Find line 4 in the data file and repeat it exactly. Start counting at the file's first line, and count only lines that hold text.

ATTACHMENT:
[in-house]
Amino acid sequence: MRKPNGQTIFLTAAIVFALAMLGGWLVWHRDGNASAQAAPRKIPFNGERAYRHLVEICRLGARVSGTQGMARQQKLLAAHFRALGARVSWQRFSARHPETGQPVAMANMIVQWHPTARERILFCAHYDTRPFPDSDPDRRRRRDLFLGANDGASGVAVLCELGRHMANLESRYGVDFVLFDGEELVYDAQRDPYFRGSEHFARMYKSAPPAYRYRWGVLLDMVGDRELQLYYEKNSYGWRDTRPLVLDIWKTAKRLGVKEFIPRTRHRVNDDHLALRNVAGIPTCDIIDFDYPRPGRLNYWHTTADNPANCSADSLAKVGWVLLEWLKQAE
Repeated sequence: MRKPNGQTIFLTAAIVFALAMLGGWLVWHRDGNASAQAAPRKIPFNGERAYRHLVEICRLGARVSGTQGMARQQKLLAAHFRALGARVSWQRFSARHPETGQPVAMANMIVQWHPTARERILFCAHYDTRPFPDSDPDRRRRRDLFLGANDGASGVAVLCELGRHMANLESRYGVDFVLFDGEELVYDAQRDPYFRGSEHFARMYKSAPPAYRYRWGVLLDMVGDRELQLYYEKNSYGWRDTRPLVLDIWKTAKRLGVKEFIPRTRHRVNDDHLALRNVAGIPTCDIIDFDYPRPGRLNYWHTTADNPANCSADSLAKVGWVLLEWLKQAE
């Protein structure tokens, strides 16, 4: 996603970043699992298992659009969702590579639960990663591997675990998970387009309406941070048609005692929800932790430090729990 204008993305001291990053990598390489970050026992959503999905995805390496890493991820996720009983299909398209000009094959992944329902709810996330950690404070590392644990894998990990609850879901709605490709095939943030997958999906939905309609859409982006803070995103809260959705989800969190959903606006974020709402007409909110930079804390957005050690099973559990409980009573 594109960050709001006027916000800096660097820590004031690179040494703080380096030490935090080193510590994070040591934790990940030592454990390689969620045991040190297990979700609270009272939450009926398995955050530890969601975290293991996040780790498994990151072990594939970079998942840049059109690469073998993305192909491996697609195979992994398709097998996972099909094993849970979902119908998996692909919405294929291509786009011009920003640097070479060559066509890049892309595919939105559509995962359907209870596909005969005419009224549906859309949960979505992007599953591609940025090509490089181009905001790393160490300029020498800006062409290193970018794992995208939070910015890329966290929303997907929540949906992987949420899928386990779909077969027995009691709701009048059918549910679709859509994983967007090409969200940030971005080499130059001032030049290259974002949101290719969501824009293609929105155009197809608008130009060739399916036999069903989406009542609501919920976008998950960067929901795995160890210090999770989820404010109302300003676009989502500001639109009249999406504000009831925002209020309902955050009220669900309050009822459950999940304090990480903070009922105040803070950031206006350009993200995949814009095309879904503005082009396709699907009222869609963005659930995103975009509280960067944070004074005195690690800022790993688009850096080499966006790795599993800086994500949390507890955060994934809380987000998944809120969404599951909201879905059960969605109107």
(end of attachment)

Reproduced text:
């Protein structure tokens, strides 16, 4: 996603970043699992298992659009969702590579639960990663591997675990998970387009309406941070048609005692929800932790430090729990 204008993305001291990053990598390489970050026992959503999905995805390496890493991820996720009983299909398209000009094959992944329902709810996330950690404070590392644990894998990990609850879901709605490709095939943030997958999906939905309609859409982006803070995103809260959705989800969190959903606006974020709402007409909110930079804390957005050690099973559990409980009573 594109960050709001006027916000800096660097820590004031690179040494703080380096030490935090080193510590994070040591934790990940030592454990390689969620045991040190297990979700609270009272939450009926398995955050530890969601975290293991996040780790498994990151072990594939970079998942840049059109690469073998993305192909491996697609195979992994398709097998996972099909094993849970979902119908998996692909919405294929291509786009011009920003640097070479060559066509890049892309595919939105559509995962359907209870596909005969005419009224549906859309949960979505992007599953591609940025090509490089181009905001790393160490300029020498800006062409290193970018794992995208939070910015890329966290929303997907929540949906992987949420899928386990779909077969027995009691709701009048059918549910679709859509994983967007090409969200940030971005080499130059001032030049290259974002949101290719969501824009293609929105155009197809608008130009060739399916036999069903989406009542609501919920976008998950960067929901795995160890210090999770989820404010109302300003676009989502500001639109009249999406504000009831925002209020309902955050009220669900309050009822459950999940304090990480903070009922105040803070950031206006350009993200995949814009095309879904503005082009396709699907009222869609963005659930995103975009509280960067944070004074005195690690800022790993688009850096080499966006790795599993800086994500949390507890955060994934809380987000998944809120969404599951909201879905059960969605109107």